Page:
Paris, je t’aime

Synopsis: Fall in love with the most romantic city in the world… Paris, the City of Light. This critically acclaimed, box-office smash combines visions from the world’s top directors the Coen brothers (Fargo), Alexander Payne (Sideways), Gus Van Sant (Good Will Hunting) and some of America’s top stars Natalie Portman (Closer), Elijah Wood (The Lord Of the Rings), Juliette Binoche (Chocolat) who together create a panoramic portrait of this photogenic city. Find yourself transported and maybe transformed by these sexy, romantic, haunting, dramatic and beautiful stories. Paris, Je T’Aime goes beyond the “postcard” view of Paris to portray aspects of the city rarely seen on the big screen, revealing its Parisian heart and soul and leaving you with a vision that will last long after the film is over.
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Paris, je t’aime 8.5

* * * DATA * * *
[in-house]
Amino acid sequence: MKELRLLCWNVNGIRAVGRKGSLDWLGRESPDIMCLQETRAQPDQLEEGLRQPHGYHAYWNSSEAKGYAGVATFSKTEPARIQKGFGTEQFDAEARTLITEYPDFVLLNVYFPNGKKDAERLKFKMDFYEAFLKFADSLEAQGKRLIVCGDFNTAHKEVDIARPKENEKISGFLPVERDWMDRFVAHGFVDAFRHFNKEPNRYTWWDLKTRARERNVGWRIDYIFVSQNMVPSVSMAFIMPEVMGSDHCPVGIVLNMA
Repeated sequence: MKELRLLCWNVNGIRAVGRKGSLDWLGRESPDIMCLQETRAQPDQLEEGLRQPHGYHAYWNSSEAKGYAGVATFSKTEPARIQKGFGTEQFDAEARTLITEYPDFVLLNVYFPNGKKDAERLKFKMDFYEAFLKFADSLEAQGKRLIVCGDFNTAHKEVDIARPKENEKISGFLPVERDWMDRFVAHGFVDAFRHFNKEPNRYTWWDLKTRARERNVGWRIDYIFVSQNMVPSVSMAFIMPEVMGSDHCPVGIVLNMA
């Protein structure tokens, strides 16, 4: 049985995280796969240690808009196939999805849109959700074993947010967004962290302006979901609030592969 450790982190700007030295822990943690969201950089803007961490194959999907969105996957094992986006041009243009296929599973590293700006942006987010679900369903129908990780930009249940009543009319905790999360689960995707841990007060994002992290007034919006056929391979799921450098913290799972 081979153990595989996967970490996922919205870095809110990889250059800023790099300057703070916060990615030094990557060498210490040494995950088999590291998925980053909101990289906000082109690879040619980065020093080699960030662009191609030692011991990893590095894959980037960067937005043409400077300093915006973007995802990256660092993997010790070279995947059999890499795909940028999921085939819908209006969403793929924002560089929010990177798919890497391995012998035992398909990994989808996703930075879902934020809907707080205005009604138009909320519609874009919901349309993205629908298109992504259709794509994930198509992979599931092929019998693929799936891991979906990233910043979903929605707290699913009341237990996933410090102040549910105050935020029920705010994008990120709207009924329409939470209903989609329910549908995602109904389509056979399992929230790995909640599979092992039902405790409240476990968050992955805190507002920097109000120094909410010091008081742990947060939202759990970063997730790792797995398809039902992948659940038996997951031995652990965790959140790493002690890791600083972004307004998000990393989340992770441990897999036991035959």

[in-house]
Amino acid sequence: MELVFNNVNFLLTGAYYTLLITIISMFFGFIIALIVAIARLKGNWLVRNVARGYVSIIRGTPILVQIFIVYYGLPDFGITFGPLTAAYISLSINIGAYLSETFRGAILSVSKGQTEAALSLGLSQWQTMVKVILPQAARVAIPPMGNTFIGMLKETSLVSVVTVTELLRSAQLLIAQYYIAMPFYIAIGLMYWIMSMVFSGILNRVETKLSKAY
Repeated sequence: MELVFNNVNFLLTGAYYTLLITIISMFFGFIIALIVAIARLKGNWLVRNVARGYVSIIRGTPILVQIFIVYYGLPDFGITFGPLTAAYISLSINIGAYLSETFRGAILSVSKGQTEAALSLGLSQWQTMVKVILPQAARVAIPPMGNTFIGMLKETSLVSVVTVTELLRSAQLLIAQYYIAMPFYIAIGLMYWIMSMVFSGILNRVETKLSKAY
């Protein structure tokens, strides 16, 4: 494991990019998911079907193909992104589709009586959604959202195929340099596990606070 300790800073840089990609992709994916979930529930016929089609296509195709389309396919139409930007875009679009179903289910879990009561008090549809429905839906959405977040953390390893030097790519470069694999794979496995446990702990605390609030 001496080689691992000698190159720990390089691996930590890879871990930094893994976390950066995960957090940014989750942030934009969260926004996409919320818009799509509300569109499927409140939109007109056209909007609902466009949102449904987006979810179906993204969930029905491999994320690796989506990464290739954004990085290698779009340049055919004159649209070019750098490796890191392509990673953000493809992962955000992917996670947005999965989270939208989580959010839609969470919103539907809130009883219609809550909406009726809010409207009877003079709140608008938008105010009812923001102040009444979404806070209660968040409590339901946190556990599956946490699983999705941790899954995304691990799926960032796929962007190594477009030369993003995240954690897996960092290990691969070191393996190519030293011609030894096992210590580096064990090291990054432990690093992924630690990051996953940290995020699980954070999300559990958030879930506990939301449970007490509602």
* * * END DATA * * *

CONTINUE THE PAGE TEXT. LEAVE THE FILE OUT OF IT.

eyelights: the delicious, first class cast. the variety of genres and stylistic choices.
eyesores: it can be a “hit or miss” affair.

Okay, let’s do this right…

When I first blurbed about ‘Paris, je t’aime’ (read “Take 1” here), I provided a general impression of the picture. But, for whatever reason, I didn’t go into it any deeper than that. After having watched it a third (or fourth?) time, I can’t help but discuss it in finer detail.

Or at least try to.

The thing is that ‘Paris, je t’aime’ is a wonderful collage of short films depicting many facets of love – all in the same setting: Paris, France. It runs the gamut from drama to comedy to fantasy to mystery to horror, all the while covering loneliness, new romance, faded love, young love, race relations, religion, homosexuality, mourning, and even street crime.

What’s fantastic about it is that each short features the work of different directors, many of whom are well known (ex: Joel and Ethan Coen, Wes Craven, Tom Tykwer, Gus Van Sant), as well as a bevy of popular actors (too many to list, actually!) from all over the world. It really is a cinematic smorgasbord of the highest order, with all sorts of delicious flavours coming to the fore.

1. Montmartre: A lonely man watches women pass by from the confines of his car, eager for love. Then a woman passes out by his car and he aids her, thereby befriending her. This one was straight-forward and semi-sweet. Nothing special. 7.0